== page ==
Varicose veins are abnormal, enlarged, and twisted blood vessels on the legs and feet. If left untreated, they may cause discomfort, pain, ulcers, and clots.
Varicose veins (or varicosis) occur when blood vessels just beneath the skin become large, twisted, bulging, increasingly visible, and dark purple or bluish. The condition typically affects the legs and feet. It occurs in 20% of the adult population and becomes more common with age. After 50, one out of two people has varicose veins. Women, overweight people, and those who must stand still or sit at a desk for long periods are more likely to develop varicosis.
Spider veins are a milder form of varicose veins. These are capillary varices, usually red and less than 1 mm in diameter. They may resemble a spider web on the skin’s surface.
A varicose vein develops when the small valve inside stops working properly. The blood is not pumped to the heart effectively; it accumulates inside the vein and deforms the valve further. The increased pressure makes the vessel’s wall weaker, and the vein expands and becomes visible: varicosis occurs.
Estrogen can relax the vein walls and trigger the formation of varicose veins, which is why varicosis is more common in women. Pregnancy and the use of birth control pills may also contribute to the formation of enlarged vessels. The risk is higher for those who have a family member with varicosis than for those with no family history. Risk factors include a sedentary lifestyle, overweight, hot climates, exposure to heat, constipation, and wearing accessories such as knee pads, knee bands, or high-heel shoes.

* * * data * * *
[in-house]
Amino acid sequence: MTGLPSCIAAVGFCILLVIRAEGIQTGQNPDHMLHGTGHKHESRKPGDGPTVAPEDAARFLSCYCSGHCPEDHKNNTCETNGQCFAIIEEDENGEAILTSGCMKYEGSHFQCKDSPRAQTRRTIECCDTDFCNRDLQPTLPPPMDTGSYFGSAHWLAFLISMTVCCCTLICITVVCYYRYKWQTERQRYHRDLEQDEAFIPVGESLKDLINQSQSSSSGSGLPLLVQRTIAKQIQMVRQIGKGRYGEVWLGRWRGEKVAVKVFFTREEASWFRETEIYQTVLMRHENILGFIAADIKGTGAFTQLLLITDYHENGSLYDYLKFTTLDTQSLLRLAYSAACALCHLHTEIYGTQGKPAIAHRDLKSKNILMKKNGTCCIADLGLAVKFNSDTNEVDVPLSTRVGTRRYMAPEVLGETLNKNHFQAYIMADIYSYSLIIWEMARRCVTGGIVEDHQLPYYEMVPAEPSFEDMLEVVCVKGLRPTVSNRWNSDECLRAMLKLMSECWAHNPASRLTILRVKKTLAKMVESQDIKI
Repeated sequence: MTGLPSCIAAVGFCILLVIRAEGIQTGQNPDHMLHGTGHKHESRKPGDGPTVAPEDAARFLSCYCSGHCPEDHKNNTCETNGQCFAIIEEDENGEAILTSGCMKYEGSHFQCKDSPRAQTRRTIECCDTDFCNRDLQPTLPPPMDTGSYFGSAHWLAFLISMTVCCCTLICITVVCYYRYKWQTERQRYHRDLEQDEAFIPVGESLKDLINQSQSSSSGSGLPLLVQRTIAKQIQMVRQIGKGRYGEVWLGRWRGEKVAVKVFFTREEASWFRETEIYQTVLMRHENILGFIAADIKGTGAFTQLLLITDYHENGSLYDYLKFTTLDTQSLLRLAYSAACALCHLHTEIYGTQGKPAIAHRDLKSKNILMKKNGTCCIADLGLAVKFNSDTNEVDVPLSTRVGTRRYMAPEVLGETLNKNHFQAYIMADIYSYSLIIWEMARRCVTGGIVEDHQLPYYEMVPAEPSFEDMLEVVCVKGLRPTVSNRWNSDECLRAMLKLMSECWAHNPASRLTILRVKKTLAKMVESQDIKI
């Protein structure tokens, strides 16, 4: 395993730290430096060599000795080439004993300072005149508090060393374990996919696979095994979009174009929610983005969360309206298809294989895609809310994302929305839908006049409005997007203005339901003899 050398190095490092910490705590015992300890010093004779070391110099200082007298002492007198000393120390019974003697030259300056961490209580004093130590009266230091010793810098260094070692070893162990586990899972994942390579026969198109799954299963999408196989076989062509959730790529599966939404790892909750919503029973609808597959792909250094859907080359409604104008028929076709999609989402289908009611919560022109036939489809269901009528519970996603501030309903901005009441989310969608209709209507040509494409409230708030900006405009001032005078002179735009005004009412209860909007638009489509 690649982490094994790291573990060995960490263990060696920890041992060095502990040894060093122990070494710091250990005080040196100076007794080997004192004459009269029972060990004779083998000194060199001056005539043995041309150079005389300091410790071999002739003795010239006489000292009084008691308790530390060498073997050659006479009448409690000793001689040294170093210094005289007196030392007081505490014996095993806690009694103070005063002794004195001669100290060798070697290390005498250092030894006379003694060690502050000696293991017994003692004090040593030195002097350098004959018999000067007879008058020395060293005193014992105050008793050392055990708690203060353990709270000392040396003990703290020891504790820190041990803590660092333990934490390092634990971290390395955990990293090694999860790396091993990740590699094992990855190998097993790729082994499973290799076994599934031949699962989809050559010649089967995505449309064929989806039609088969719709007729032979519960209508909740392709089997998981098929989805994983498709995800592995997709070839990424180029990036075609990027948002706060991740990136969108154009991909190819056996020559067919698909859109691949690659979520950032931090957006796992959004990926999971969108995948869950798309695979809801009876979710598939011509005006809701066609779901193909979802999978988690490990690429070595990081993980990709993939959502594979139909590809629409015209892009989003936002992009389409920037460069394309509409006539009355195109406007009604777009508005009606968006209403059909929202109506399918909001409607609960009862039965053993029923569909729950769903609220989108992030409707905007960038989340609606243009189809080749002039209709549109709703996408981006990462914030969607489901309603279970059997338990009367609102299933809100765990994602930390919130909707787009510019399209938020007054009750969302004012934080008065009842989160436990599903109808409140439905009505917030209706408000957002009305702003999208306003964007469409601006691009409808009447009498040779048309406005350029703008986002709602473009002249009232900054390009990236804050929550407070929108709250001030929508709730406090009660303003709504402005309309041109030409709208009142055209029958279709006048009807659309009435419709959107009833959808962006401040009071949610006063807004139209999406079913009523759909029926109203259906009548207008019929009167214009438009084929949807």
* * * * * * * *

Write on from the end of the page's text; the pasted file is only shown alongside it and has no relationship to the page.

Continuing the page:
Swollen veins have a distinctive look, and, therefore, the most common complaint is the deterioration of the appearance of the legs. In addition to the visible symptoms, common symptoms of varicose veins are:
Varicose vein symptoms may vary from one person to another. They are usually more intense during hot weather or longer periods of inactivity.
Doctors use the universal CEAP scale to evaluate the problem and determine the varicose veins treatment. The stages are classified as follows:
C0: No visible or palpable signs of venous disease
C1: Telangiectasias (spider veins) or reticular veins begin to appear
C2: Large venous varicose veins now appear
C3: Swelling of the feet and ankles (edema)
C4a: Discoloration of the feet
C4b: Skin changes
C5: unhealed wounds
C6: Active varicose wounds that have not healed
In the early stage, the symptoms of varicose veins can be controlled with lifestyle changes, such as a healthy diet, regular exercise, and compression stockings.
Varicose veins are a common condition, and for many people, they do not cause problems other than aesthetic concerns. However, they can cause symptoms such as pain, swelling, or discoloration of the skin, in which case a doctor should be consulted. The longer the problem is left untreated, the higher the risk of complications.
Varicosis is one of the most neglected diseases by both physicians and patients. It is typically ignored until it reaches a severe stage. Varicose veins are much more than a cosmetic problem. If left untreated, leaking valves may cause clotting and inflammation (thrombophlebitis) in the vein. This condition can lead to vascular occlusion and respiratory failure, ranging from occlusion in the lungs (pulmonary embolism) to death by clot rupture.
Nowadays, open surgery is often replaced by minimally invasive methods to treat varicose veins. Some surgeries are performed as outpatient procedures and do not require a hospital stay. Thanks to the new techniques we perform at Acıbadem, we achieve good cosmetic results with maximum comfort for the patient.
To determine the right treatment, a vascular surgery specialist will examine the patient and identify the source of the varicosis. Color Doppler ultrasound is the best tool for diagnosing varicose veins and visualizing blood flow through the valves. Vessel mapping helps evaluate which vessels require intervention. Based on these findings, the specialist may recommend surgery or another procedure, including: